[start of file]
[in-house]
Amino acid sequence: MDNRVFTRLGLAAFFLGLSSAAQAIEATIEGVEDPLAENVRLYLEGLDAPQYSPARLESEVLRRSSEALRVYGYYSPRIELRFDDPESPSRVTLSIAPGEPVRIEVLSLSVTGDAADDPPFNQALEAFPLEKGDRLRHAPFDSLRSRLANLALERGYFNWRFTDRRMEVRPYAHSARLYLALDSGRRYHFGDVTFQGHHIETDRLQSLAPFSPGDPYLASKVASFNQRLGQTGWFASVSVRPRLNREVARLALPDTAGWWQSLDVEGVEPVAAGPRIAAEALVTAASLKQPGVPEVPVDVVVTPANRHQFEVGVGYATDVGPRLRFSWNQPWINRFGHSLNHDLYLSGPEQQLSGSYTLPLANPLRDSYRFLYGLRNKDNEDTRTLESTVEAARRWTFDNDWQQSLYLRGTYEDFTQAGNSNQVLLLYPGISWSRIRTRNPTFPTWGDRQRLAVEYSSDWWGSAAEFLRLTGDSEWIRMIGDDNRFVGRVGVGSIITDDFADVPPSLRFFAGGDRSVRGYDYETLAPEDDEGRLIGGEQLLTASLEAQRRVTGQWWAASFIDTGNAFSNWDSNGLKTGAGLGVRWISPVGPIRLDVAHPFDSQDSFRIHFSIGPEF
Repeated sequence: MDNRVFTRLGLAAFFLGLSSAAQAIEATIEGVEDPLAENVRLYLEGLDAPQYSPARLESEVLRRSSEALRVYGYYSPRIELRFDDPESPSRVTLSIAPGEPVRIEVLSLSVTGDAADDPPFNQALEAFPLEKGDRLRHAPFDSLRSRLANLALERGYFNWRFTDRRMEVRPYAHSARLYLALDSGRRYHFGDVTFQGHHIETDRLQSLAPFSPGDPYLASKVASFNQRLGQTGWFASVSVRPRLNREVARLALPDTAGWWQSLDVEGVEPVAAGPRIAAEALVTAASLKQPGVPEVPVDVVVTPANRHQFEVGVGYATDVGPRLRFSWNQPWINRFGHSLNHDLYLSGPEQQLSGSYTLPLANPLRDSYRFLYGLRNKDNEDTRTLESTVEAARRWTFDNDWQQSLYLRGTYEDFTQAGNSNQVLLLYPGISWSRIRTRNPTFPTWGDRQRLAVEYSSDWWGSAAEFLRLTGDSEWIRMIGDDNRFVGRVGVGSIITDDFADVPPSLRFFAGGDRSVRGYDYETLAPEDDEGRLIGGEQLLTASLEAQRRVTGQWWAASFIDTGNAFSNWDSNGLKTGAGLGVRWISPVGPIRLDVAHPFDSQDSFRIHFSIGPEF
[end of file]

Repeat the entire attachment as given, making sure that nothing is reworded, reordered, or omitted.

[in-house]
Amino acid sequence: MDNRVFTRLGLAAFFLGLSSAAQAIEATIEGVEDPLAENVRLYLEGLDAPQYSPARLESEVLRRSSEALRVYGYYSPRIELRFDDPESPSRVTLSIAPGEPVRIEVLSLSVTGDAADDPPFNQALEAFPLEKGDRLRHAPFDSLRSRLANLALERGYFNWRFTDRRMEVRPYAHSARLYLALDSGRRYHFGDVTFQGHHIETDRLQSLAPFSPGDPYLASKVASFNQRLGQTGWFASVSVRPRLNREVARLALPDTAGWWQSLDVEGVEPVAAGPRIAAEALVTAASLKQPGVPEVPVDVVVTPANRHQFEVGVGYATDVGPRLRFSWNQPWINRFGHSLNHDLYLSGPEQQLSGSYTLPLANPLRDSYRFLYGLRNKDNEDTRTLESTVEAARRWTFDNDWQQSLYLRGTYEDFTQAGNSNQVLLLYPGISWSRIRTRNPTFPTWGDRQRLAVEYSSDWWGSAAEFLRLTGDSEWIRMIGDDNRFVGRVGVGSIITDDFADVPPSLRFFAGGDRSVRGYDYETLAPEDDEGRLIGGEQLLTASLEAQRRVTGQWWAASFIDTGNAFSNWDSNGLKTGAGLGVRWISPVGPIRLDVAHPFDSQDSFRIHFSIGPEF
Repeated sequence: MDNRVFTRLGLAAFFLGLSSAAQAIEATIEGVEDPLAENVRLYLEGLDAPQYSPARLESEVLRRSSEALRVYGYYSPRIELRFDDPESPSRVTLSIAPGEPVRIEVLSLSVTGDAADDPPFNQALEAFPLEKGDRLRHAPFDSLRSRLANLALERGYFNWRFTDRRMEVRPYAHSARLYLALDSGRRYHFGDVTFQGHHIETDRLQSLAPFSPGDPYLASKVASFNQRLGQTGWFASVSVRPRLNREVARLALPDTAGWWQSLDVEGVEPVAAGPRIAAEALVTAASLKQPGVPEVPVDVVVTPANRHQFEVGVGYATDVGPRLRFSWNQPWINRFGHSLNHDLYLSGPEQQLSGSYTLPLANPLRDSYRFLYGLRNKDNEDTRTLESTVEAARRWTFDNDWQQSLYLRGTYEDFTQAGNSNQVLLLYPGISWSRIRTRNPTFPTWGDRQRLAVEYSSDWWGSAAEFLRLTGDSEWIRMIGDDNRFVGRVGVGSIITDDFADVPPSLRFFAGGDRSVRGYDYETLAPEDDEGRLIGGEQLLTASLEAQRRVTGQWWAASFIDTGNAFSNWDSNGLKTGAGLGVRWISPVGPIRLDVAHPFDSQDSFRIHFSIGPEF